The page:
A spiritual side to teaching.

Bird Droppings April 4, 2023
A spiritual side to teaching.

“Solitude does not necessarily mean living apart from others; rather, it’s never living apart from oneself. Not about the absence of other people – it is about being fully present to ourselves, whether or not we are with others.” Parker Palmer

Dr. Parker Palmer is an innovator, speaker, retreat leader, author, and traveling teacher. He is a senior American Association for Higher Education associate and advisor to the Fetzer Institute. Parker Palmer received his Ph.D. from the University of California. I was first introduced to his writing in 2001 by a friend who was my principal. He recommended his book, The Courage to Teach, and I have given away several copies over the years.

“Teachers choose their vocation for reasons of the heart because they care deeply about their students and their subject. But the demands of teaching cause too many educators to lose heart. Is it possible to take heart in teaching once more so that we can continue to do what teachers always do – give heart to our students?” Parker Palmer, The Courage to Teach

I have been teaching for fifty in public schools, working n training in industry, and seven years of teaching in private schools before IDEA set in about fifty years now in teaching and training. I have watched teachers burn out and some more of a fizzle out. There is a slight bit of difference between burn and fizzle. Someone who burns out is putting their all into what they do, and someone who fizzles out is taking up space and probably should not have been there. I have watched creative teachers, starting as gangbusters, succumb to teaching blues and boredom. They come in full of zeal and borrow premade transparencies from their next-door neighbor within a semester because they no longer have the time to create new ones.

“Bad teachers distance themselves from the subject they are teaching – and in the process, from their students. Good teachers join self and subject and students in the fabric of life.” Parker Palmer

I have considered teaching an art form for many years, and I think it is a place where a person’s soul is laid open for better or worse as you teach whatever subject you happen to be teaching. As Palmer indicates, if you genuinely want to connect with your students, you open your heart, and this is difficult for many to do. It takes a particular person to be a good and effective teacher. Parker Palmer, in his writing, discusses how teaching is a community effort. My thoughts reflect on John Dewey and his revelations of education as a social event and, more critically, a necessity.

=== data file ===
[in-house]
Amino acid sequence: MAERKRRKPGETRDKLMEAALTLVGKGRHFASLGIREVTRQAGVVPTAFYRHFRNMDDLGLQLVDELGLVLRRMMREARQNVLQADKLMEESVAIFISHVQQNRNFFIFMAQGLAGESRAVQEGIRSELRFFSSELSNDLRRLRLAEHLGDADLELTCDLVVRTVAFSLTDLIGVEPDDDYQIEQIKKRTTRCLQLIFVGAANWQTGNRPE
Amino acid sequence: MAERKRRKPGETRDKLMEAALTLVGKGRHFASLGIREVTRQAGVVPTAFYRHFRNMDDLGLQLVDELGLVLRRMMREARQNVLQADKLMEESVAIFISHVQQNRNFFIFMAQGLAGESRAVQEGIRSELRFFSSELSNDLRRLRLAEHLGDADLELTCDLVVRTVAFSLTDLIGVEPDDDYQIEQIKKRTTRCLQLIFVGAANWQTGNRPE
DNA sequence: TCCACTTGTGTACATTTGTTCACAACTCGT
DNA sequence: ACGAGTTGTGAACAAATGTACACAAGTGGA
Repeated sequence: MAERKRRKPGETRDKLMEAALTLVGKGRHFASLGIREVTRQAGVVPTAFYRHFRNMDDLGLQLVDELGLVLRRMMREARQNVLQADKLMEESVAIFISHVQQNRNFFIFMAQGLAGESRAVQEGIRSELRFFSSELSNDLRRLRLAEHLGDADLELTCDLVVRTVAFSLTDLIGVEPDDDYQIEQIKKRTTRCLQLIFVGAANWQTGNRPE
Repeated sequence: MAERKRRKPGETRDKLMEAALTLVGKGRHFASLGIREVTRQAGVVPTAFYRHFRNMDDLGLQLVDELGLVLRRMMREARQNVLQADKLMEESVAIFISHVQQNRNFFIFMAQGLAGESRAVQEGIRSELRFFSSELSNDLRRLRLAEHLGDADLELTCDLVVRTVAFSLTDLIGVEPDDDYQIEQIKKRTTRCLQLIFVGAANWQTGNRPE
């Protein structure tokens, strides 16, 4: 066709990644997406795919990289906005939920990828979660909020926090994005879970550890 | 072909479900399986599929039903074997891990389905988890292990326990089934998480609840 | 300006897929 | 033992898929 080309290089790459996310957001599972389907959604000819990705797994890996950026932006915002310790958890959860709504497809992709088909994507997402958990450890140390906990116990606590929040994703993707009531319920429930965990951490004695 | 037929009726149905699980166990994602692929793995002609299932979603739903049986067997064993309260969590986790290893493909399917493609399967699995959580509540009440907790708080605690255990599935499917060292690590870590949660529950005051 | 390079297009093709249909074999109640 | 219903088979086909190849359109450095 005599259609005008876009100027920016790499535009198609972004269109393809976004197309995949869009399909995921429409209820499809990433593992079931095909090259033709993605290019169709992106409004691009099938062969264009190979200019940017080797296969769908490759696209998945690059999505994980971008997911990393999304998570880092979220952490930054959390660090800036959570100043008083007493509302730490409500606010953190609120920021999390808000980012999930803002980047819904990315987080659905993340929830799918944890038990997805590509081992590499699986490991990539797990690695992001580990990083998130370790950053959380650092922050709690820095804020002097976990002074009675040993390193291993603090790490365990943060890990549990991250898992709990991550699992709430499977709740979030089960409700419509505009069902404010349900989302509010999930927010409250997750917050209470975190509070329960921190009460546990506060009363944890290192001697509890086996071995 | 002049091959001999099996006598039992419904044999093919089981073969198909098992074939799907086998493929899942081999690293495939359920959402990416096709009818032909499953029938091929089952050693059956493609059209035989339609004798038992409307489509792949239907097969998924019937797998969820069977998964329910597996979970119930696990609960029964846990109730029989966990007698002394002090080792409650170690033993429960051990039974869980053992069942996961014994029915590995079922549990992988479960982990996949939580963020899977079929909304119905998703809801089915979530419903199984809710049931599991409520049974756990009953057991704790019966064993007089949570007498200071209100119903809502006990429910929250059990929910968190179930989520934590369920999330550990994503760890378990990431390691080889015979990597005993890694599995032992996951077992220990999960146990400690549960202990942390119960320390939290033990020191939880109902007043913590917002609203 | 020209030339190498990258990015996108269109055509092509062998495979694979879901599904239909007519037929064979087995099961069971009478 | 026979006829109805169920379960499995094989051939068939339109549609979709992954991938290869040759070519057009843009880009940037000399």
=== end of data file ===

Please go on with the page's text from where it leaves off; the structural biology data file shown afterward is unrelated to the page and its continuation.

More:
“As I make the case that good teaching is always and essentially communal, I am not abandoning my claim that teaching cannot be reduced to technique. Community, or connectedness, is the principle behind good teaching, but different teachers with different gifts create a community in surprisingly diverse ways, using widely divergent methods.” Parker Palmer

In my journeys in life, I use a word whose connotation is plural, discussing my journeys in life since I have been in several directions before where I am now. I have found that we find peace with ourselves in happiness and solace. The quote I started with today reflects on solitude, a few moments each day in a spot I have selected away from the house with a view across a large pasture. I can reflect on my day or my day ahead and ponder sitting and listening to the sounds about me. I claim this spot as sacred, and some will scuff how you can say it does not have a church or religious affiliation. I titled my writing today as a spiritual side to teaching, and these two words intertwine as I look at them and ponder further.

“Sacred means, quite simply, worthy of respect.” Parker Palmer

Since I returned to teaching, it has been about respect and trust. I have done this by building relationships with students; in my opinion, that is one of the most critical aspects of the teaching process. It is not simply a curriculum and a book or several books; it is relationships. I see what I do each day as a spiritual endeavor bringing new ideas to students who may not have had the chance previously to understand or even experience this knowledge. It has been nearly twenty years since I wrote a trust scale for a human development course I was taking. It follows a similar concept I had read about in Dr. James Fowler’s book, The Development of Faith. We start as trusting and soon learn not to trust and eventually return to total trust. It takes good and great teachers to help along the way. I was thinking about a new week ahead and a few days left this week; the positive and negative will come my way. I tend to embrace the positive and not spend as much time considering the negative. I hope each of you can take a moment to reflect, and please keep all in harm’s way on your mind and in your hearts and always give thanks namaste.

My family and friends, I do not say this lightly,

Mitakuye Oyasin

(We are all related)


3 responses to “A spiritual side to teaching.”

  1. Parker is one of my favourite people in life. I met him once and he exceeded my expectations of him as a human being. I have all but one book and refer to him frequently in my writing.

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